1. Jod-
    First let me say that I couldn’t be more pleased that you have another little dude on the way! From a woman who has been surrounded by men for some time now, I can say that it’s pretty nice being queen bee. I’m sure this little guy will be just the right fit for your special family. And by special, I mean totally awesome….(just didn’t want to date myself too much with that 80s phrase).

    I can only imaging some of the fear and anxiety you must be having with the news of a possible kidney condition with this little guy. I want you to know that I’m always here for support and comfort. I’m hoping that everything works out for the best (usually does) and that baby boy’s kidney issues resolve. I’m always surprised at the human body’s ability to heal itself and compensate. Keep us posted as to what’s going on in there! We love you guys!!!

  2. I teased my wife mercilessly that I have 5 brothers and 1 female cousin in my generation. So obviously we would have a boy and he would be a great hockey player… She squealed with delight when we found out about Abigail Grace (I lost the naming rights when I lost the gender battle). She is a fantastic little curly-sue and we couldn’t be happier.

    Be fabulous! and all will be well…

  3. Hi Jodi,

    First, congratulations on your pregnancy and news of a baby boy!

    I read the second half of your post with tears in my eyes because I remember a day just like that when we found out about our daughter’s heart defect. Let me just say that although it seems like the worst day in the world, things will get better. You will learn more about his condition and make educated decisions from here on in.

    Try to remain stress free while you are still pregnant. It will be the best thing for your baby.



  4. I think ultrasounds are a mixed blessing. With Belle, we found out early on that she had a longer than average umbilical cord. ANd, I spent the whole pregnancy fearful that she would strangle herself. I have had a friend who was thought to have a son with hydrocephaly but at the 20 week ultrasound, they found it was not true. He is fine–brilliant actually.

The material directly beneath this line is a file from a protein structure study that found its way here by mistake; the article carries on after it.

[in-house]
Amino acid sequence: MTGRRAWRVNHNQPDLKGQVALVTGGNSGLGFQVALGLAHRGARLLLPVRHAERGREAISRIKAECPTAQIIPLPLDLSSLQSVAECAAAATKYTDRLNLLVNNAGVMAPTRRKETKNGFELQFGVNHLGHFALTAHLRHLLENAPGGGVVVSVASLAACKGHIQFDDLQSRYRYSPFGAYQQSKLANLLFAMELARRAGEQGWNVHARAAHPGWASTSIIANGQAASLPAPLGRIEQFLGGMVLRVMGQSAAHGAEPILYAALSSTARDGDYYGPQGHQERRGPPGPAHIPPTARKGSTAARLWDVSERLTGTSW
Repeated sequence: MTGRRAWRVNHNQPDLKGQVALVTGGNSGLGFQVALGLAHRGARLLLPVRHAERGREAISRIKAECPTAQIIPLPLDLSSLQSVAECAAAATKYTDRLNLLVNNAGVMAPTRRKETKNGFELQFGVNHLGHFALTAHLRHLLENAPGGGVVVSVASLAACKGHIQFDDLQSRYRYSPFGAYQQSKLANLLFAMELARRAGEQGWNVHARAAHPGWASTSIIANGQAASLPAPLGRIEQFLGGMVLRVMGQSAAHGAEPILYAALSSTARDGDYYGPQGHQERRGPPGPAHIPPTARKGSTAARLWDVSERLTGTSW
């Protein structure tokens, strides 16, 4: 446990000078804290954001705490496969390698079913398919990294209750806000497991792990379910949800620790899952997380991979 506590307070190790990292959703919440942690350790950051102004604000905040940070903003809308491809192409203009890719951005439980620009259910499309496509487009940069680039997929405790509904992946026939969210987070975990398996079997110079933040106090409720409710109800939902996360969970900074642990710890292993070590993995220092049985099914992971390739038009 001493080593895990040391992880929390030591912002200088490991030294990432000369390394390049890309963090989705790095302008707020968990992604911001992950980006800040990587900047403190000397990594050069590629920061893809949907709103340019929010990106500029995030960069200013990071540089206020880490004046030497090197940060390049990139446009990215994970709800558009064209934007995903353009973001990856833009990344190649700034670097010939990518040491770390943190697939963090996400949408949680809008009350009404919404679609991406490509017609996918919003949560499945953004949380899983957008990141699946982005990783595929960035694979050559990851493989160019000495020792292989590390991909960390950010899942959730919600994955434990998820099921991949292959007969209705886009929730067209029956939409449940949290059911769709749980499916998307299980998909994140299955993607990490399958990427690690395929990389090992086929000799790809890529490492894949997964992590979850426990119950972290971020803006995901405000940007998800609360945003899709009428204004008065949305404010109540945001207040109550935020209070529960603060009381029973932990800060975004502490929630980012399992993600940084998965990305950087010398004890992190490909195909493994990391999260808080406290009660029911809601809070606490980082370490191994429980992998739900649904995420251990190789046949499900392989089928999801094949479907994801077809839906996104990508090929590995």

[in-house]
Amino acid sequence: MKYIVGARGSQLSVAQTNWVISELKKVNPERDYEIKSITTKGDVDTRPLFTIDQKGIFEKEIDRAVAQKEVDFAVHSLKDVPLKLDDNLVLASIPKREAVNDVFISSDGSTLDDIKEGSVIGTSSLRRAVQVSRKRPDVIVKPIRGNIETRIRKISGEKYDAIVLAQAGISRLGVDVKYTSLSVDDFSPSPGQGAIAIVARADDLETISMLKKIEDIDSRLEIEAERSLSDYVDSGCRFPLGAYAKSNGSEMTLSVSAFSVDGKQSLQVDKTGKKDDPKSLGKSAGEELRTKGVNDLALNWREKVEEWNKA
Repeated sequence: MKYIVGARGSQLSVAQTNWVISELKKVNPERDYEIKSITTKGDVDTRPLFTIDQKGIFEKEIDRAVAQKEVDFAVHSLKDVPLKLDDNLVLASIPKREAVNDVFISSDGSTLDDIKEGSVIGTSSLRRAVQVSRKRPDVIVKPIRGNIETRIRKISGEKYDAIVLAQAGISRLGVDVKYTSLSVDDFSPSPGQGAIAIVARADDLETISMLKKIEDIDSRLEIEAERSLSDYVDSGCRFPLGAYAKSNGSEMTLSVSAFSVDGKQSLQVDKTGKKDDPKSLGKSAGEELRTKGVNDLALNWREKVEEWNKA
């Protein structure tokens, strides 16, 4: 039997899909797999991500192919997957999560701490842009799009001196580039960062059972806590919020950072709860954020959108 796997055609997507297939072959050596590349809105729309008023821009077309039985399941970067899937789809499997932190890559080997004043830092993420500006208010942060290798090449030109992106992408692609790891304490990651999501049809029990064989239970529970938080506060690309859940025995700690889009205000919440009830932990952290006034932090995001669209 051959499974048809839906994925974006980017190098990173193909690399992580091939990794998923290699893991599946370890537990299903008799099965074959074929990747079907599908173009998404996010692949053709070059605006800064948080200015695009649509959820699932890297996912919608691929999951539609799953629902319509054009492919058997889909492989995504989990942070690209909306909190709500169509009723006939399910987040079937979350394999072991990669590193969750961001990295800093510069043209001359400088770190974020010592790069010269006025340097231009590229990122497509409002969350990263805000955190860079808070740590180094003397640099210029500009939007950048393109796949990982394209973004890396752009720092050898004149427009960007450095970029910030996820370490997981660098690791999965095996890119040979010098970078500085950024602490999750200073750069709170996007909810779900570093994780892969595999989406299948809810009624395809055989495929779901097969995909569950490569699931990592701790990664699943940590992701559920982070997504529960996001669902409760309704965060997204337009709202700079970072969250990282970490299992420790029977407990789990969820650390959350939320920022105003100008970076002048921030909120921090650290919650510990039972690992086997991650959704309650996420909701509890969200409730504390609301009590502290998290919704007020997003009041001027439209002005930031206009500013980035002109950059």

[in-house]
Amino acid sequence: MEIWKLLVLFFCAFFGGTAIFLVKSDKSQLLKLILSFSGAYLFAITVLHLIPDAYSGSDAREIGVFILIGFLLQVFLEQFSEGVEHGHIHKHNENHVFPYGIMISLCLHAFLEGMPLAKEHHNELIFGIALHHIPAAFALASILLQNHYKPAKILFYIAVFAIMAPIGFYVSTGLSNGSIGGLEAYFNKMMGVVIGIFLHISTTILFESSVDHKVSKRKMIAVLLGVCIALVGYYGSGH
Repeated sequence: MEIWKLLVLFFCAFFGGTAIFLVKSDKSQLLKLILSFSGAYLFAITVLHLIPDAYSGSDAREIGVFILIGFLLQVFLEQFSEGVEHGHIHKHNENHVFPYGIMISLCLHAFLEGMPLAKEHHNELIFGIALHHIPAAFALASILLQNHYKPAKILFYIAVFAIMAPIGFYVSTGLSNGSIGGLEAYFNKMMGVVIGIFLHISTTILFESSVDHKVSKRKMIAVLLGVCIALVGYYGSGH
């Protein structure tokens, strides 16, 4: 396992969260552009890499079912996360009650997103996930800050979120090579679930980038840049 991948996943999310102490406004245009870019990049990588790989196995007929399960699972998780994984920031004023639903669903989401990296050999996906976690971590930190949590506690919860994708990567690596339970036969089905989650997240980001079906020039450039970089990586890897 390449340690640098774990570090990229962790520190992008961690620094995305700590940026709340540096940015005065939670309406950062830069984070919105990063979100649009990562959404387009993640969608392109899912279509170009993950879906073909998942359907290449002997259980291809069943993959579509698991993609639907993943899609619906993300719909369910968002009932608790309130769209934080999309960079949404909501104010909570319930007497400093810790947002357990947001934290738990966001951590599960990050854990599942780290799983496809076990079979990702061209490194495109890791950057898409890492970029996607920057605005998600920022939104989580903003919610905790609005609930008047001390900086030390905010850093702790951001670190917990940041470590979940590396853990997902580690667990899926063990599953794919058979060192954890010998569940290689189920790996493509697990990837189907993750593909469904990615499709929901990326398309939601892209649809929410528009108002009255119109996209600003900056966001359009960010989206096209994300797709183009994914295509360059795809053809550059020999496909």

As to polycystic kidneys, one of my best friends has it. She is very healthy otherwise and lives a totally full life (sometimes too full if you ask me.)

    And as to kids of the same gender, I had the same feeling when we found out about having a second girl. Would have liked a boy but we know the drill with a girl. Anyway now they will be able to start a boy band.

  5. Congratulations on another boy!! Sending white light and thoughts into the universe for you. -Just another reader who found your blog through Fatty’s site.

  6. The ability to start a boy band should not be celebrated, as I’m sure you all know of the corresponding rise in teenage pregnancy. (Speaking as the father of a two and half-year old girl who would end up listening to said boy band.) And it would drive me (and you) freaking insane. Let them eat Sabbath and drink Zeppelin …

  7. You are so rad – you come through difficult and crazy things with flying colors still able sprinkle love all over everyone. And you are nervy enough to call things out – and face them. (one of my fave examples being an old boss who needed to know he was a “primate lover” haha!) Keep your love and awareness flowing – you help so many – I send so much love and good thoughts that the sky should open up and pull you in for a universal hug.
    We are all sending a big one to you. Kick this in the butt and rock out! I know you will. Love Love Love!

  8. But if you try sometimes . . . you get what you need!

    Hoping everything you and the beab need comes your way. U/S are a mixed blessing.

  9. Yay it’s a boy, he can learn the specialness of apeman sweatsuits

    As far as the kidneys, better to know now and be prepared than to be surprised during a crisis later in life (this coming from me, a mom, who just took her 11 year old in for a “well check-up” and instead of being sent on my merry way was given the name of a children’s urologist for a yet undiagnosed, totally unexpected problem.)

  10. I’m sorry that there is the possibility of some problems ahead, but it sounds like your support system has helped you through this quite a bit, it is nice to have that support!

  11. I just found your blog and this post gave me chills. You are correct in saying that it seems you have alot of wonderful things going on in your life. I hope for great things ahead. 🙂